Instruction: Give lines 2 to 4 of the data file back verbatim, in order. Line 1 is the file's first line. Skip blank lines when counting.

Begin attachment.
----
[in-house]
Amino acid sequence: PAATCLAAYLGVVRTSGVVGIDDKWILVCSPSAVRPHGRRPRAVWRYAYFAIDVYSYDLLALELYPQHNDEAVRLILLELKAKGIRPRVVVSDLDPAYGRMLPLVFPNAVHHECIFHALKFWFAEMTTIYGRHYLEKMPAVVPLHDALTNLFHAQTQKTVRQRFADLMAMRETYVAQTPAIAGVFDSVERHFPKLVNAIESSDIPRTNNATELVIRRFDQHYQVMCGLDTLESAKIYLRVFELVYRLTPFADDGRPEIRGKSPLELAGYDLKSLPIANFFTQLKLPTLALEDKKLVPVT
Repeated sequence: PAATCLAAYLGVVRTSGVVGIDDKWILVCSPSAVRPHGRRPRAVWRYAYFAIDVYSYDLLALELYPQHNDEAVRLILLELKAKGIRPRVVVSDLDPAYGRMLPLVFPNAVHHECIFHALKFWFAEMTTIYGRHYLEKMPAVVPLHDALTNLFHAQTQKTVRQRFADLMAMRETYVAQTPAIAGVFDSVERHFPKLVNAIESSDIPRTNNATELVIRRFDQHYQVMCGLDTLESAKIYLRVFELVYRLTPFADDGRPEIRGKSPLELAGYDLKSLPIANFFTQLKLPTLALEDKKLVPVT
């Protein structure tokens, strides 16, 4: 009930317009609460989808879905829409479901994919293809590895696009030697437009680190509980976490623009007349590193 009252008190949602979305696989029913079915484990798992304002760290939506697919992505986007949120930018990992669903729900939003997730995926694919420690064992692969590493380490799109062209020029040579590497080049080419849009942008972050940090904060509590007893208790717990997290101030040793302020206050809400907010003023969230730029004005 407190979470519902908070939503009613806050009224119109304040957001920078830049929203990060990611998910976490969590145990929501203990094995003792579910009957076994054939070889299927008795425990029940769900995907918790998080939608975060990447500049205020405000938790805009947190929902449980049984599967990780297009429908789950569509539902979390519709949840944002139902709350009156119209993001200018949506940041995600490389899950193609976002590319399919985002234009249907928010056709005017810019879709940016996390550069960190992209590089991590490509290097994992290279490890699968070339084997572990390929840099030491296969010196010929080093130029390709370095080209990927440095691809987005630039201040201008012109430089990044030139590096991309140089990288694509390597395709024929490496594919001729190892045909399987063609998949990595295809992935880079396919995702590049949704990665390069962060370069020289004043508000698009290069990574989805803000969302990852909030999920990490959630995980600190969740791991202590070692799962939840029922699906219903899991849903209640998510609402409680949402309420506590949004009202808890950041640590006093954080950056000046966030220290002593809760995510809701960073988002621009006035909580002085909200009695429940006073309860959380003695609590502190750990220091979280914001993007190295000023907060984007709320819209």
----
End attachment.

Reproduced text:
Amino acid sequence: PAATCLAAYLGVVRTSGVVGIDDKWILVCSPSAVRPHGRRPRAVWRYAYFAIDVYSYDLLALELYPQHNDEAVRLILLELKAKGIRPRVVVSDLDPAYGRMLPLVFPNAVHHECIFHALKFWFAEMTTIYGRHYLEKMPAVVPLHDALTNLFHAQTQKTVRQRFADLMAMRETYVAQTPAIAGVFDSVERHFPKLVNAIESSDIPRTNNATELVIRRFDQHYQVMCGLDTLESAKIYLRVFELVYRLTPFADDGRPEIRGKSPLELAGYDLKSLPIANFFTQLKLPTLALEDKKLVPVT
Repeated sequence: PAATCLAAYLGVVRTSGVVGIDDKWILVCSPSAVRPHGRRPRAVWRYAYFAIDVYSYDLLALELYPQHNDEAVRLILLELKAKGIRPRVVVSDLDPAYGRMLPLVFPNAVHHECIFHALKFWFAEMTTIYGRHYLEKMPAVVPLHDALTNLFHAQTQKTVRQRFADLMAMRETYVAQTPAIAGVFDSVERHFPKLVNAIESSDIPRTNNATELVIRRFDQHYQVMCGLDTLESAKIYLRVFELVYRLTPFADDGRPEIRGKSPLELAGYDLKSLPIANFFTQLKLPTLALEDKKLVPVT
């Protein structure tokens, strides 16, 4: 009930317009609460989808879905829409479901994919293809590895696009030697437009680190509980976490623009007349590193 009252008190949602979305696989029913079915484990798992304002760290939506697919992505986007949120930018990992669903729900939003997730995926694919420690064992692969590493380490799109062209020029040579590497080049080419849009942008972050940090904060509590007893208790717990997290101030040793302020206050809400907010003023969230730029004005 407190979470519902908070939503009613806050009224119109304040957001920078830049929203990060990611998910976490969590145990929501203990094995003792579910009957076994054939070889299927008795425990029940769900995907918790998080939608975060990447500049205020405000938790805009947190929902449980049984599967990780297009429908789950569509539902979390519709949840944002139902709350009156119209993001200018949506940041995600490389899950193609976002590319399919985002234009249907928010056709005017810019879709940016996390550069960190992209590089991590490509290097994992290279490890699968070339084997572990390929840099030491296969010196010929080093130029390709370095080209990927440095691809987005630039201040201008012109430089990044030139590096991309140089990288694509390597395709024929490496594919001729190892045909399987063609998949990595295809992935880079396919995702590049949704990665390069962060370069020289004043508000698009290069990574989805803000969302990852909030999920990490959630995980600190969740791991202590070692799962939840029922699906219903899991849903209640998510609402409680949402309420506590949004009202808890950041640590006093954080950056000046966030220290002593809760995510809701960073988002621009006035909580002085909200009695429940006073309860959380003695609590502190750990220091979280914001993007190295000023907060984007709320819209």